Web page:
4 Types Of Content Musicians Can Video Streams

For the past few weeks, we have seen many weekly live video streams by different musicians, producers, and record labels. However, video streaming should not just be about live music.


It offers many other opportunities artists can utilize! So, in this blog post, I would like to highlight four ways musicians can use video streaming services:

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1. Teach a workshop

Teach your fans some tricks of your trade. This includes showcasing your instrument techniques, talking about how you wrote a song, or screen sharing some music production sessions. You get to create an exclusive atmosphere by teaching a workshop to your fans. All in all, teaching a workshop is a very effective way to create an engaged and meaningful conversation with your fans.

A great workshop idea is to break down one of your songs and discuss the composition, arrangement, and recording phases. You could even charge fans for this event, and this could help you generate some extra revenue.

2. Showcase the studio

Another exciting content idea is to show what’s behind the scenes during the recording in the studio. Show your fans your favorite microphones, guitars, pianos or amps, and walk them through the studio! The more people will be exposed into the creative process of a song in the making, the more they will be connected to you and your music.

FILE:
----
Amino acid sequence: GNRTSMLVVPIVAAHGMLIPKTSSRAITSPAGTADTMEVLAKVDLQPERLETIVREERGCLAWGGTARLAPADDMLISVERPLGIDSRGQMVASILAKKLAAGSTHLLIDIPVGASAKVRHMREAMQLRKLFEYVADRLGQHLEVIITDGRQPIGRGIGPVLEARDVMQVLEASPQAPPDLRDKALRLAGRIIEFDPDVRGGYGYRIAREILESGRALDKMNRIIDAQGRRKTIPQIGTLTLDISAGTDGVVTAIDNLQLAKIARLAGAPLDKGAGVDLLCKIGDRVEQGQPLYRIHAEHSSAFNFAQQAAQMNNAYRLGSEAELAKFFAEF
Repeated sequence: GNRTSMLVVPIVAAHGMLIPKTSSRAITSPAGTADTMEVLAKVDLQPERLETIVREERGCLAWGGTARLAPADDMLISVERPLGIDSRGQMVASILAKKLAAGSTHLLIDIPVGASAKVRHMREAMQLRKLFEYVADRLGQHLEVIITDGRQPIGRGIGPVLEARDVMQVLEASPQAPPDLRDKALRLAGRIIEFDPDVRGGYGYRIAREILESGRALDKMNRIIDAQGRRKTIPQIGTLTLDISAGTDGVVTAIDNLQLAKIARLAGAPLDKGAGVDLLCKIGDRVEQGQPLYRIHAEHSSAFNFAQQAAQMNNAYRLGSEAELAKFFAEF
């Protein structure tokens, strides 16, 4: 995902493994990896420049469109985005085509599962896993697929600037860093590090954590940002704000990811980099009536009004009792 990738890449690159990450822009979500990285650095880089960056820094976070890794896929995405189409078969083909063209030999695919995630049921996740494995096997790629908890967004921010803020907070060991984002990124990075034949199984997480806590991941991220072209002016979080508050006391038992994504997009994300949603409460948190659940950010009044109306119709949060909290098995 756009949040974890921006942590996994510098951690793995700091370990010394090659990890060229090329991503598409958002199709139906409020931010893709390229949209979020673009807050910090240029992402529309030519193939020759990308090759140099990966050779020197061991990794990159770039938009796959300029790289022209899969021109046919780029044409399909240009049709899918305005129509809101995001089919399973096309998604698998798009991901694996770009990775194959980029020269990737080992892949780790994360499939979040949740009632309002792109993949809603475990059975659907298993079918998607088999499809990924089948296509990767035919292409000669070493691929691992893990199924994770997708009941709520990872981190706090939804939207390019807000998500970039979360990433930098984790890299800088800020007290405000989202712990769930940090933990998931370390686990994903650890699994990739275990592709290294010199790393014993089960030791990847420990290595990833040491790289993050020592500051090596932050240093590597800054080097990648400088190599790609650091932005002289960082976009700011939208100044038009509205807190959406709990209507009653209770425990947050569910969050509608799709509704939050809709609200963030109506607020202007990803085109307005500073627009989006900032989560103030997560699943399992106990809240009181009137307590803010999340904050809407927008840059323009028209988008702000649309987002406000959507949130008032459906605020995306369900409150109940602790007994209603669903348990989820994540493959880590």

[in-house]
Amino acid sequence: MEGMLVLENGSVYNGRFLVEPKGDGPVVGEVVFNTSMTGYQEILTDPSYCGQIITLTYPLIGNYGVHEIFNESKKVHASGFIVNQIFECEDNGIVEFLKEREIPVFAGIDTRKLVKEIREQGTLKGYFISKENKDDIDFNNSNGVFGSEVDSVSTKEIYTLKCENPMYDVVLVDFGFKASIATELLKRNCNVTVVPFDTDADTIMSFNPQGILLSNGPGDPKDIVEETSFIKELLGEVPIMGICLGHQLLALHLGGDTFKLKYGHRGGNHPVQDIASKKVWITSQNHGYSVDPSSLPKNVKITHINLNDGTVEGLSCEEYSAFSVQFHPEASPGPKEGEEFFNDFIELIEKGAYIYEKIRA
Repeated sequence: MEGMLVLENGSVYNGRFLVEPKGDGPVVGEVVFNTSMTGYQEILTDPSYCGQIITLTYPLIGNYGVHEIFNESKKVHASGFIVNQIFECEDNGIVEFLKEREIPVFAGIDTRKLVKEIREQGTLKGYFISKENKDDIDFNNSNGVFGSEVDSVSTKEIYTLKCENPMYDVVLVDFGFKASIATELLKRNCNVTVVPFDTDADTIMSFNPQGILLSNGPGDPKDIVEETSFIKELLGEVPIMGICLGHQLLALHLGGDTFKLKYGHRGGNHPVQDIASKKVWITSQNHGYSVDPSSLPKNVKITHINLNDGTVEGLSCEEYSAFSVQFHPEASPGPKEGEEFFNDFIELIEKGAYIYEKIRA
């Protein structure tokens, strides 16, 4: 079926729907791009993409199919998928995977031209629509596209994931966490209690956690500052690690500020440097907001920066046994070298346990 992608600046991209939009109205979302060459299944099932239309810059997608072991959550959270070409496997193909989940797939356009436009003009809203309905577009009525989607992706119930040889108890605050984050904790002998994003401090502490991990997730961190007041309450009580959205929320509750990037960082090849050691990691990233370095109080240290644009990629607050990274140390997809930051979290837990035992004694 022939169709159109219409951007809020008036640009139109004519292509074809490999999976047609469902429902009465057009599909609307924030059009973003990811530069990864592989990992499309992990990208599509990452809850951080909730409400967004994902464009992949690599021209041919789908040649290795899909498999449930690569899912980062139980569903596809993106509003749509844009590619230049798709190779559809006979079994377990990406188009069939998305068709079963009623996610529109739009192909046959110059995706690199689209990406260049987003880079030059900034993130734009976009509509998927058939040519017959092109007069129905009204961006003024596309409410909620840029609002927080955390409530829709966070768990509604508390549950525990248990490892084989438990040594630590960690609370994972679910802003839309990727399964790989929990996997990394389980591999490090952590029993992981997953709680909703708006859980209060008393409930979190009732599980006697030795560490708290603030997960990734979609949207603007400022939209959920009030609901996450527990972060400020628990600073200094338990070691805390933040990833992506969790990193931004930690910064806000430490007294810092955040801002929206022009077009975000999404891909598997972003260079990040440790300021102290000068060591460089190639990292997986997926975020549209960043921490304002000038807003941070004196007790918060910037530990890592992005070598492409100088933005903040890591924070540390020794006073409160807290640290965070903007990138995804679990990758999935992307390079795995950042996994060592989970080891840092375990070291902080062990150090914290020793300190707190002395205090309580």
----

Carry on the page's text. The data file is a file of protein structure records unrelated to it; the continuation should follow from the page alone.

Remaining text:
If recording sessions are more of a private process for you, you can also showcase a mixing or mastering session. A mixing session could especially be interesting as you can provide a sneak peek to a brand new song. This way, you can highlight some behind the scenes action while also create anticipation with a new song teaser.

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3. Stream the rehearsal and jam session

Another great idea is to stream your band rehearsals in real-time. Depending on how the rehearsal goes, this might even end up feeling like a little show, but in a really raw way. The point is to be as sincere and authentic as possible. So this could work really well as engaging content.

Also, you can have guest musicians sit in during a rehearsal, or better yet, set up a whole jam session. This way, you can drive the audiences of the guest musicians to your stream, which could mean more engagement, and potentially more fans.

Maybe it’s knowing that some mistakes could be made or witnessing a new song in the making, but there is something really exciting about broadcasting your rehearsals in real-time to the fans. Regardless, for a band to share a rehearsal with their fans is a pretty powerful way to make them feel like they’re in the same room.

4. Do a Q&A session